“You no never mean to me…You a good person”
While babysitting and hanging out with my best-good friends’ children, I was picking and prodding pomegranate seeds from the shell, having picked some fresh from the girl’s backyard.
While the youngest, age just 2, was eating hers from a bowl while watching kid shows on the couch, the older, smirkier child stood next to me, standing on her step-stool to equal the counter height.
She finished her small bowlful, and held it out wordlessly to me. I looked over as if to have none, but she knew better, and I gave in to her smile-gaze and dropped a handful of fresh red seeds into her bowl. Without a thank you she began to eat some again, and then said this to me:
“You a good person. You no never mean to me. You always nice to me. You a good person.”
And for someone who was never quite sure this was true, these words spoken by the little brown-haired girl have pretty much made my life feel more whole, more complete, and more….more.
I have never felt so adored for being just me in my entire life, really, and had never found those words inside of me for me. I thank that princess of a small child with the skinny arms and legs, and hope she, too, tells herself those sentiments time and time again. I wish we all had that inner child next to us with those affirmations and wisdom, because really, that’s what it boils down to.
“You no never mean to me.”
“You always nice to me.”
“You a good person.”
I couldn’t have said it better.
by Stephen Mintz
“Stephen is a freelance writer, film and entertainment worker, event planner, film festival programmer, and, well, mercenary. If there’s a passion for a project, Stephen is that guy who helps make it come to pass. When he’s not doing any of the above (which really takes very little time, actually), he’s watching tv, eating, or sleeping. Mostly sleeping. So it’s a wonder why he’s still single, right?…”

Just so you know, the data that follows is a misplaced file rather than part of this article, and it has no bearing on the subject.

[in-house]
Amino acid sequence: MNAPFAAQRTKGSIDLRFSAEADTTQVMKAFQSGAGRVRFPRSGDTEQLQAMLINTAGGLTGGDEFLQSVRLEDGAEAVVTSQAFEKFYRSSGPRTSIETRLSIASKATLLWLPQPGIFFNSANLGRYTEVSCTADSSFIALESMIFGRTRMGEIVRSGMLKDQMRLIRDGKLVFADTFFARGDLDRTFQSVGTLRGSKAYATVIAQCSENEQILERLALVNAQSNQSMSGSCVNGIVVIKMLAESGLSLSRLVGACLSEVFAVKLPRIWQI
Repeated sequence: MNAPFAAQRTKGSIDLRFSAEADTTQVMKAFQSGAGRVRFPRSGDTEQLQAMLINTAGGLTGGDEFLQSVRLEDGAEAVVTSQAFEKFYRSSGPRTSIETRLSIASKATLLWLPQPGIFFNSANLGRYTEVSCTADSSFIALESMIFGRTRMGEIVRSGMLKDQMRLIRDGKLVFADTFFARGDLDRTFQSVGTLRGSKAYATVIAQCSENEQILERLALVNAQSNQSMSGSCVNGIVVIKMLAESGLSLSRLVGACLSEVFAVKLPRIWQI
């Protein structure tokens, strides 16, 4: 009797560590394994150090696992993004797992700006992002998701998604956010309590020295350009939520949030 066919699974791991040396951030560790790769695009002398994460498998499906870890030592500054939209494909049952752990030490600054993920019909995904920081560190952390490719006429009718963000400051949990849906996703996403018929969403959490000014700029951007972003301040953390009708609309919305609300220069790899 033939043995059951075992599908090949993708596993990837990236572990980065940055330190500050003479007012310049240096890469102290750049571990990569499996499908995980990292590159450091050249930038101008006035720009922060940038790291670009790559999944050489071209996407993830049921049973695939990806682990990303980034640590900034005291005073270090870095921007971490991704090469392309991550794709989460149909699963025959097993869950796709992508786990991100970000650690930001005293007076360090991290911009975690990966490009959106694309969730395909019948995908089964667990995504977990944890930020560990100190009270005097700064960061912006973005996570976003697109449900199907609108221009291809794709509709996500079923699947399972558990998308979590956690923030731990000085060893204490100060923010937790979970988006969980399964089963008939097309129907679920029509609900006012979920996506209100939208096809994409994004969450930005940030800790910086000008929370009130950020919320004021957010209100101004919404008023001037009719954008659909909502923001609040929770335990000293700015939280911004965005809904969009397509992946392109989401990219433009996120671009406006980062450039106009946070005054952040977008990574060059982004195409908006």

Stephen’s Blog: Living Out Loud
Kindly contributed to Zen Moments by the author.
The Joy of Living: Unlocking the Secret and Science of Happiness
By Yongey Mingyur Rinpoche, Eric Swanson
Average customer review:
“Compelling, readable, and informed.” —Buddhadharma
“Rinpoche’s investigations into the science of happiness are woven into an accessible introduction to Buddhism” —Tricycle
“There is real wisdom here. Fresh and clear. Mingyur Rinpoche has offered us what may well be an essential link between the Buddha and contemporary neuroscience and physics. He effortlessly makes connections between seemingly disparate and complex disciplines, and makes the journey sparkle. His voice is generous, intimate, and refreshingly personal. As he repeatedly reminds us, our experience of ourselves and our world is none other than an interactive projection of our mind; and most important, our minds can change. Our neurons can change structure and function, merely by observing the flow of our mental activity. Through repeated familiarity with positive mind states, such as love and compassion, and by transforming our limiting mental conceptualizing into vast freedom, we can achieve the already present basic mind of clarity and knowing—true happiness. Read this book.” —Richard Gere
“An extraordinarily clear book on the whys and the hows of cultivating mindfulness effectively in our lives. It makes use of the idiom and exciting discoveries of modern science in ways that are easy to understand and entirely relevant to the meditation practices themselves.” —Jon Kabat-Zinn, author of Coming to Our Senses and vice-chair of the Mind and Life Institute
“The first of its kind . . . a truly compelling and infinitely practical fusion of Tibetan Buddhism and scientific ideas. Mingyur Rinpoche is a teacher for our time, uniquely gifted to bridge these two worlds.” —Sogyal Rinpoche, author of The Tibetan Book of Living and Dying